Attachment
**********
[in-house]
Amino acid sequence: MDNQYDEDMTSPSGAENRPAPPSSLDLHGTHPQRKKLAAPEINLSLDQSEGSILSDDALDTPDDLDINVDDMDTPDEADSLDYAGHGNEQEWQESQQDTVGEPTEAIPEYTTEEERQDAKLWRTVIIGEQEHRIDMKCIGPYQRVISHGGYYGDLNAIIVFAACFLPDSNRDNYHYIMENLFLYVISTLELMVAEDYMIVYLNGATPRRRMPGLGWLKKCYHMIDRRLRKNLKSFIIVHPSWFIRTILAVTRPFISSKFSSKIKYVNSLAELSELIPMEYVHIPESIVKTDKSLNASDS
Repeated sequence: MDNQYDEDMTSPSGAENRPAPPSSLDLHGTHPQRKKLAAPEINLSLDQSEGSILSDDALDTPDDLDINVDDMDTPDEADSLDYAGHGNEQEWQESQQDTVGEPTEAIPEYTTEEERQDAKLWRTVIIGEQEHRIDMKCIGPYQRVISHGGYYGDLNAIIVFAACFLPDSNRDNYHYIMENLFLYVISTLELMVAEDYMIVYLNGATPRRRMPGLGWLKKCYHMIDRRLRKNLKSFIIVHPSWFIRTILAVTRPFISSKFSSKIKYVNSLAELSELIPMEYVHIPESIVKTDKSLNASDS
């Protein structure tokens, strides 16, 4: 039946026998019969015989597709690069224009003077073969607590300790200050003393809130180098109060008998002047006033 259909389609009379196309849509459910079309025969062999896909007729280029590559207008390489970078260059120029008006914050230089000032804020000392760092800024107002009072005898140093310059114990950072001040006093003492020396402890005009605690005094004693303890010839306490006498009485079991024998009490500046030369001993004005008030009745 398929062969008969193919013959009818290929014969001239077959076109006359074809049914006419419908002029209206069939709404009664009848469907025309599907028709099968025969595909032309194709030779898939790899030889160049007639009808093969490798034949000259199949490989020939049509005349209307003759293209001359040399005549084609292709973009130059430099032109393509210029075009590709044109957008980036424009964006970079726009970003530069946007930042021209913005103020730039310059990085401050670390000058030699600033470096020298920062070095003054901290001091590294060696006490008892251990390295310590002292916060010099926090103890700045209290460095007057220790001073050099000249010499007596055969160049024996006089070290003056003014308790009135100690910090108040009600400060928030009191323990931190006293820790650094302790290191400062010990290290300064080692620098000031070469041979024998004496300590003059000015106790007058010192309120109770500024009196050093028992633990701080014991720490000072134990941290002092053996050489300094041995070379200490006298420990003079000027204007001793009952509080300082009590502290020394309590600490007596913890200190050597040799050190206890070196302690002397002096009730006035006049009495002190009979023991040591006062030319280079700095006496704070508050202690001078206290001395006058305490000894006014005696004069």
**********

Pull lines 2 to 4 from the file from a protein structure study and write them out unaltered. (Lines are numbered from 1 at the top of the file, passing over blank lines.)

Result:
Amino acid sequence: MDNQYDEDMTSPSGAENRPAPPSSLDLHGTHPQRKKLAAPEINLSLDQSEGSILSDDALDTPDDLDINVDDMDTPDEADSLDYAGHGNEQEWQESQQDTVGEPTEAIPEYTTEEERQDAKLWRTVIIGEQEHRIDMKCIGPYQRVISHGGYYGDLNAIIVFAACFLPDSNRDNYHYIMENLFLYVISTLELMVAEDYMIVYLNGATPRRRMPGLGWLKKCYHMIDRRLRKNLKSFIIVHPSWFIRTILAVTRPFISSKFSSKIKYVNSLAELSELIPMEYVHIPESIVKTDKSLNASDS
Repeated sequence: MDNQYDEDMTSPSGAENRPAPPSSLDLHGTHPQRKKLAAPEINLSLDQSEGSILSDDALDTPDDLDINVDDMDTPDEADSLDYAGHGNEQEWQESQQDTVGEPTEAIPEYTTEEERQDAKLWRTVIIGEQEHRIDMKCIGPYQRVISHGGYYGDLNAIIVFAACFLPDSNRDNYHYIMENLFLYVISTLELMVAEDYMIVYLNGATPRRRMPGLGWLKKCYHMIDRRLRKNLKSFIIVHPSWFIRTILAVTRPFISSKFSSKIKYVNSLAELSELIPMEYVHIPESIVKTDKSLNASDS
């Protein structure tokens, strides 16, 4: 039946026998019969015989597709690069224009003077073969607590300790200050003393809130180098109060008998002047006033 259909389609009379196309849509459910079309025969062999896909007729280029590559207008390489970078260059120029008006914050230089000032804020000392760092800024107002009072005898140093310059114990950072001040006093003492020396402890005009605690005094004693303890010839306490006498009485079991024998009490500046030369001993004005008030009745 398929062969008969193919013959009818290929014969001239077959076109006359074809049914006419419908002029209206069939709404009664009848469907025309599907028709099968025969595909032309194709030779898939790899030889160049007639009808093969490798034949000259199949490989020939049509005349209307003759293209001359040399005549084609292709973009130059430099032109393509210029075009590709044109957008980036424009964006970079726009970003530069946007930042021209913005103020730039310059990085401050670390000058030699600033470096020298920062070095003054901290001091590294060696006490008892251990390295310590002292916060010099926090103890700045209290460095007057220790001073050099000249010499007596055969160049024996006089070290003056003014308790009135100690910090108040009600400060928030009191323990931190006293820790650094302790290191400062010990290290300064080692620098000031070469041979024998004496300590003059000015106790007058010192309120109770500024009196050093028992633990701080014991720490000072134990941290002092053996050489300094041995070379200490006298420990003079000027204007001793009952509080300082009590502290020394309590600490007596913890200190050597040799050190206890070196302690002397002096009730006035006049009495002190009979023991040591006062030319280079700095006496704070508050202690001078206290001395006058305490000894006014005696004069």